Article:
Maritimo’s strategy with Mustangs seems to be aimed at producing a well-equipped boat at an attractive price. To achieve this some items that might otherwise be powered, such as the sun roof and the lowering galley window, work manually. The standard engines are Volvo D6s sterndrives, considerably cheaper than shaft drives. But the options list allows a buyer to make the 43 as de luxe as he wants, and the five choices of power plant include Volvo’s IPS pod drives as well as shafts.
The review boat had been fitted with most of the possibilities, as well as the highest power option: 480hp Cummins shaft drives. The price had risen to $791,154 from the base $688,000
The 43 makes good use of every foot of length. The links between cockpit and saloon almost make a single space out of two, with the combination of a large glass door and the serving hatch from the galley at the saloon’s rear. The timber decked cockpit is almost an outdoor saloon, half shaded by a hardtop. It has a settee and table, electric barbecue and large and small fridges. Most of the deck power lifts to expose the engine room so, in the interests of not annoying people seated at the table, a smaller hatch in the saloon allows the motors’ daily inspection.
The galley takes up the saloon’s after bulkhead, and continues up the starboard side. The lid of a locker at its end lifts to reveal the thinnest TV screen I have ever seen. This is for the benefit of those seated in the L-shaped lounge opposite. A tricky table in the lounge’s midst adjusts in shape and size to suit meals or snacks. A neat idea was to use the lounge backrests as part of the lining: pull them from their Velcro anchors to expose the services running between lining and hull.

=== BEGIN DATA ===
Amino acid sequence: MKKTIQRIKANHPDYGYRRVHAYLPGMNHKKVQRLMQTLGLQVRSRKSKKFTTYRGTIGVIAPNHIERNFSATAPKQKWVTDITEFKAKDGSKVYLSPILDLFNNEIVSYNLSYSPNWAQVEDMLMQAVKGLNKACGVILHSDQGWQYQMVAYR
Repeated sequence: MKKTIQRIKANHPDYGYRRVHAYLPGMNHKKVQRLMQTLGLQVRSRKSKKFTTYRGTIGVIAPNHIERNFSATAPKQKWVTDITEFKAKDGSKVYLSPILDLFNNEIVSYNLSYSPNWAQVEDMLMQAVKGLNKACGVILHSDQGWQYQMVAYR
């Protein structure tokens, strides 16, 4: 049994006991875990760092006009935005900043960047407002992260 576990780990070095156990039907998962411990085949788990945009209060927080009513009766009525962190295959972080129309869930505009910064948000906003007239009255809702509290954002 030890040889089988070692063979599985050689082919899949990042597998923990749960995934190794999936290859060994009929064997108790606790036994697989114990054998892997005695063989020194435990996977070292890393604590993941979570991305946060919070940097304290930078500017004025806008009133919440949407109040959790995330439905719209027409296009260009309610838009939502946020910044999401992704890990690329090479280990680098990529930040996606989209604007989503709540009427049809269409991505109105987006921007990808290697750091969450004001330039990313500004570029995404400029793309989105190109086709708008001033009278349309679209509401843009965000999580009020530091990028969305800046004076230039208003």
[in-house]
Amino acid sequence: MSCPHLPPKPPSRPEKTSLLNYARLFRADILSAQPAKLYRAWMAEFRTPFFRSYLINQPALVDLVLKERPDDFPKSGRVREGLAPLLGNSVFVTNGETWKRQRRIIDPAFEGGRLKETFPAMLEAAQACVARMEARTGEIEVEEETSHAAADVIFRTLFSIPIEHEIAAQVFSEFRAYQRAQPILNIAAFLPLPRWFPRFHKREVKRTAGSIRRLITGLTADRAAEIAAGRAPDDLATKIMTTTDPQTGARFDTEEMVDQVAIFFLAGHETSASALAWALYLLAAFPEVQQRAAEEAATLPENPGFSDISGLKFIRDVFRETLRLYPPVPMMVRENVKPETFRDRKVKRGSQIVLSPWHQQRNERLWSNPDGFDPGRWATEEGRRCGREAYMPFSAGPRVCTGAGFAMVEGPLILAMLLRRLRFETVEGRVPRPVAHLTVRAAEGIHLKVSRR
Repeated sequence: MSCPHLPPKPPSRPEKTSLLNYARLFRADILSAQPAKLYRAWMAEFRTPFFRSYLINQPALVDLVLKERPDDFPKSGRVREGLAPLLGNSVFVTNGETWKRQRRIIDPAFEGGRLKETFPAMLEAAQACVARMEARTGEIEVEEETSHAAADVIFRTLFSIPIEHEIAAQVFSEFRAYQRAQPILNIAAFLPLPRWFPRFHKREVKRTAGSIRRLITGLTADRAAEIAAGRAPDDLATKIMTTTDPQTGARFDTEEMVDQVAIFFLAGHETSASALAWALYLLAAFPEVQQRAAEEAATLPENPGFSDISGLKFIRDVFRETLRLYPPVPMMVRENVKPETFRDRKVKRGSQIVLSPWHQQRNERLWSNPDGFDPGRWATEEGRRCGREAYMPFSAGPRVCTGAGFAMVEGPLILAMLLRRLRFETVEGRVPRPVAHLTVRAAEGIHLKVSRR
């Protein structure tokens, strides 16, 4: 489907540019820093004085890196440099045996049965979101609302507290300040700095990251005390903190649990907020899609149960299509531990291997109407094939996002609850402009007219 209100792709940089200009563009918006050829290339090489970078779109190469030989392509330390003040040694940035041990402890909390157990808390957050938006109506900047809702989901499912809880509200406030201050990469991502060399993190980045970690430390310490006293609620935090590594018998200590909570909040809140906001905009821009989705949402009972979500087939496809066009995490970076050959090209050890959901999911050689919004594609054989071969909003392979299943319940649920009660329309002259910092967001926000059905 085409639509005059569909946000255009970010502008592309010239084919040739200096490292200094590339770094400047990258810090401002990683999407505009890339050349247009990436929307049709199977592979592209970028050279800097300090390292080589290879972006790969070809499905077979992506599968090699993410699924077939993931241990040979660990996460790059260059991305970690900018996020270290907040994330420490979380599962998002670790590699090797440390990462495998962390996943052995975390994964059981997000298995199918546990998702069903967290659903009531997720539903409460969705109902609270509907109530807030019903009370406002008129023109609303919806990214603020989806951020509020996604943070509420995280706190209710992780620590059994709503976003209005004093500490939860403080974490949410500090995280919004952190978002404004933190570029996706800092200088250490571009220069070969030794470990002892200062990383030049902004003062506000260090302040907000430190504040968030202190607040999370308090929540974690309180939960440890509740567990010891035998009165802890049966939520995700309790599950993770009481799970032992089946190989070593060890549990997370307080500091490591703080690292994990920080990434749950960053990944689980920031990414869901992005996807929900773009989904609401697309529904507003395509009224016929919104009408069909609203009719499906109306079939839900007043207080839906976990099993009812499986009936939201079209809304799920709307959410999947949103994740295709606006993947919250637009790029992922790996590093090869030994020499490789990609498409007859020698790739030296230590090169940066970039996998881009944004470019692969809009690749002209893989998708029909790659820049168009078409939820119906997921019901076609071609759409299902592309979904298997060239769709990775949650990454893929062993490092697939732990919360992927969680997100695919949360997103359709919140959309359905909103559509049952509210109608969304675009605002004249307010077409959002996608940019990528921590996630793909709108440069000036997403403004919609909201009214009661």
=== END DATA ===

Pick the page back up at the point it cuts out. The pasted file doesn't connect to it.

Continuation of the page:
The driving position to starboard comfortably seats two and has that rarity, an adjustable footrest. The dash is utterly contemporary, like the all-glass cockpit of a jet fighter – although a lot simpler. The view ahead from here is superb through a three piece all-glass windscreen – no mullions, the glass being linked by silicon.
The 43 is air conditioned throughout, but is provided with plenty of natural ventilation too. With fore hatch, the four sleeping cabin windows, the saloon side windows, the door and sun roof open, the slightest breeze at anchor will make the interior habitable.
The sleeping accommodation is the usual two-cabin, one bathroom arrangement for boats of this size, but there are some new ideas. There might be only one of them, but the builders gave that bathroom serious size: all the elbow room for vigorous towelling. The second, midships cabin, partially located under the saloon deck, can sleep four. Besides the double bed, a settee converts into a double-decker bunk, making this a suitable cabin for guests with a couple of children.
The owners would choose the fore cabin, which has a decent amount of space, an excellent bed, and ample hanging space. Like the rest of the accommodation, the fit-out of the lower deck features much varnished timber veneer: easily maintained and easy on the eye.
The Cummins, turning five-blade propellers, give the 43 a top speed of 33 knots. The boat’s efficiency at lower speeds is remarkable, the fuel consumption at speeds from 11 to 23 knots varying only a whisker. The tanks have enough theoretical range to take the 43 to the Abrolhos and then Geraldton at 23 knots, with 20 percent of their contents left in reserve.
The review did not use much of the range, but it took place in testing weather: 20 to 25 knot winds providing significant seas. The 43 came through with a very steady performance and barely a drop of water on the windscreen.
Price from $688,000
Price as reviewed $791,154
Length overall 13.45m
Hull length 13.36m
Fuel capacity 1,400L
Fresh water 400L
Motors fitted 2 x Cummins @ 480hp ea